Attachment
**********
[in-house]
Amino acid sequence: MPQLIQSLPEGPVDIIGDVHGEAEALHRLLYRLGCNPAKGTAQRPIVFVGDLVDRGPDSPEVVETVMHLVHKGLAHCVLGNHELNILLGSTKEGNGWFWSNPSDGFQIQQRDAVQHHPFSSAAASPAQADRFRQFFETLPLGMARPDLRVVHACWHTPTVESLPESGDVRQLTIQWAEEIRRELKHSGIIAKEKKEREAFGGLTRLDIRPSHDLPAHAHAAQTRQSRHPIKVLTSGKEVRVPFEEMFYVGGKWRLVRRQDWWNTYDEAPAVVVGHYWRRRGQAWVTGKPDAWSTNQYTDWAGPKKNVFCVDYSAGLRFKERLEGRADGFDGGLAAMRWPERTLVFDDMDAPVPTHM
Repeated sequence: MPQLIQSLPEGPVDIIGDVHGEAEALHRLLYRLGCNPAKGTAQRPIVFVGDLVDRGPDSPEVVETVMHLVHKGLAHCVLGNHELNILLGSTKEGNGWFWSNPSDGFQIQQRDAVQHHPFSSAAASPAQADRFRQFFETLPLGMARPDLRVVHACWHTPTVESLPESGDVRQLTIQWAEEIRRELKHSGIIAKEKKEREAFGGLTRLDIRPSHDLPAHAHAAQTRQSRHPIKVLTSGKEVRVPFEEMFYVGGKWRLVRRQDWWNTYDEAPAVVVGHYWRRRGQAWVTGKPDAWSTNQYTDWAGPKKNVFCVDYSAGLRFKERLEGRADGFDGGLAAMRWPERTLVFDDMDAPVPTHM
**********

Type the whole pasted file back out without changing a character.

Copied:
[in-house]
Amino acid sequence: MPQLIQSLPEGPVDIIGDVHGEAEALHRLLYRLGCNPAKGTAQRPIVFVGDLVDRGPDSPEVVETVMHLVHKGLAHCVLGNHELNILLGSTKEGNGWFWSNPSDGFQIQQRDAVQHHPFSSAAASPAQADRFRQFFETLPLGMARPDLRVVHACWHTPTVESLPESGDVRQLTIQWAEEIRRELKHSGIIAKEKKEREAFGGLTRLDIRPSHDLPAHAHAAQTRQSRHPIKVLTSGKEVRVPFEEMFYVGGKWRLVRRQDWWNTYDEAPAVVVGHYWRRRGQAWVTGKPDAWSTNQYTDWAGPKKNVFCVDYSAGLRFKERLEGRADGFDGGLAAMRWPERTLVFDDMDAPVPTHM
Repeated sequence: MPQLIQSLPEGPVDIIGDVHGEAEALHRLLYRLGCNPAKGTAQRPIVFVGDLVDRGPDSPEVVETVMHLVHKGLAHCVLGNHELNILLGSTKEGNGWFWSNPSDGFQIQQRDAVQHHPFSSAAASPAQADRFRQFFETLPLGMARPDLRVVHACWHTPTVESLPESGDVRQLTIQWAEEIRRELKHSGIIAKEKKEREAFGGLTRLDIRPSHDLPAHAHAAQTRQSRHPIKVLTSGKEVRVPFEEMFYVGGKWRLVRRQDWWNTYDEAPAVVVGHYWRRRGQAWVTGKPDAWSTNQYTDWAGPKKNVFCVDYSAGLRFKERLEGRADGFDGGLAAMRWPERTLVFDDMDAPVPTHM